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Shaping the Mechano-Pharmacological properties of Microparticles and Extracellular Vesicles for the Treatment of Osteoarthritis

Osteoarthritis (OA) is a chronic disease involving the degeneration of articular cartilage and subchondral bone. It represents the single most common cause of disability in older adults. Being aging, obesity, trauma and gender risk factors for OA, its societal burden is rapidly rising. Across EU, over 40 million people are affected by OA. Current treatment options aim at modulating the symptoms rather than curing this chronic disease. Consequently, joint replacement continues to be ultimately the sole option. In this context, MEPHOS aims at realizing an integrated strategy for OA treatment based on the intra-articular deposition of hydrogel, polymeric microplates (uPLs) that could simultaneously provide a long-term pharmacological action and mechanical support. To this end, the uPL geometry and mechanical properties will be rationally selected to match the viscoelastic behaviour of cartilage and synovial fluid. Over the course of several weeks, uPLs will sustainably release clinically-approved molecules for pain management and novel small molecules and biologicals; including chemokine and metalloproteinase inhibitors to halt tissue degeneration; glycoproteins, growth factors and stem cell-derived extracellular vesicles to favour tissue regeneration. MEPHOS involves three EU Academic Institutions and a SME for uPL fabrication, and four US Academic Institutions for uPL biological and preclinical characterization. Through interdisciplinary and intersectoral secondments, this project will support the training of EU scientists on sophisticated in-vitro assays and three different preclinical OA models; foster the rational development of uPLs; and instil a translational research culture to bridge preclinical-clinical boundaries. The inclusion of a SME and the Stanford SPARK Translation program documents MEPHOS ambition to develop technologies that could hit the clinic and an industrial market, which is predicted to growth from $1.6 billion in 2016 to $3.5 billion by 2026.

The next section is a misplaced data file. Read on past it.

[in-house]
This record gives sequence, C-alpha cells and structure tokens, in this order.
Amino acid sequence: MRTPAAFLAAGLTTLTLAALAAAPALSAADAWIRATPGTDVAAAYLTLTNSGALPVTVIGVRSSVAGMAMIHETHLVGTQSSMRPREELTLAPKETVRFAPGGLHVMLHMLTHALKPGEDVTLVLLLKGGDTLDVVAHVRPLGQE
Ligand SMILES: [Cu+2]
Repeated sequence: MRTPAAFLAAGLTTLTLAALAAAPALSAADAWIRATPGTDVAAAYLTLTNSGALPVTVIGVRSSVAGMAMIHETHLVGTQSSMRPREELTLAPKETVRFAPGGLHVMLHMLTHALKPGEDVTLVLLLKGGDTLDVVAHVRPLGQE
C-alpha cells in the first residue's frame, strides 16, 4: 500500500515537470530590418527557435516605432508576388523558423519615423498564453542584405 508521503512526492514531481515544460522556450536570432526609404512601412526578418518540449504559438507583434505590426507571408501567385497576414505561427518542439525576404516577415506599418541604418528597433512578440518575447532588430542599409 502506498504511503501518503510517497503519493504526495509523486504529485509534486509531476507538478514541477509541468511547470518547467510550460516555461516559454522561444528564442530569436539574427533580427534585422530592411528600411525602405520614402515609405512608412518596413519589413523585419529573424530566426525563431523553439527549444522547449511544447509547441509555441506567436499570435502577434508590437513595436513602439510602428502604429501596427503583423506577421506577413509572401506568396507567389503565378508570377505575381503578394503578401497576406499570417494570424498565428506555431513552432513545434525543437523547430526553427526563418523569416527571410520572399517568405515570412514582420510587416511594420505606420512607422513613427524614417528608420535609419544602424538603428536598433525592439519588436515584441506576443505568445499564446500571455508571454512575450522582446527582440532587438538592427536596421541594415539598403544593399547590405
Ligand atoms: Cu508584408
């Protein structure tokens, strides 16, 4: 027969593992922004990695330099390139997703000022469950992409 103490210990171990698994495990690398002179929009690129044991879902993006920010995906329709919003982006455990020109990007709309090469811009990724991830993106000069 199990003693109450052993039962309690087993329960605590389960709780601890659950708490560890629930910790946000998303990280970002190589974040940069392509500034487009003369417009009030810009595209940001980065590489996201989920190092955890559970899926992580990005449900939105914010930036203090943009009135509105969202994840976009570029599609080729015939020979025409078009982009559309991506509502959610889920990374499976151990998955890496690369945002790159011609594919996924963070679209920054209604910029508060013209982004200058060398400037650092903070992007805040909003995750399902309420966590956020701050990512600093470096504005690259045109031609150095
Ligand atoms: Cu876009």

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Paolo Decuzzi
Paolo Decuzzi
Nanotechnology for Precision Medicine
Total budget: 349.600,00€
Total contribution: 312.800,00€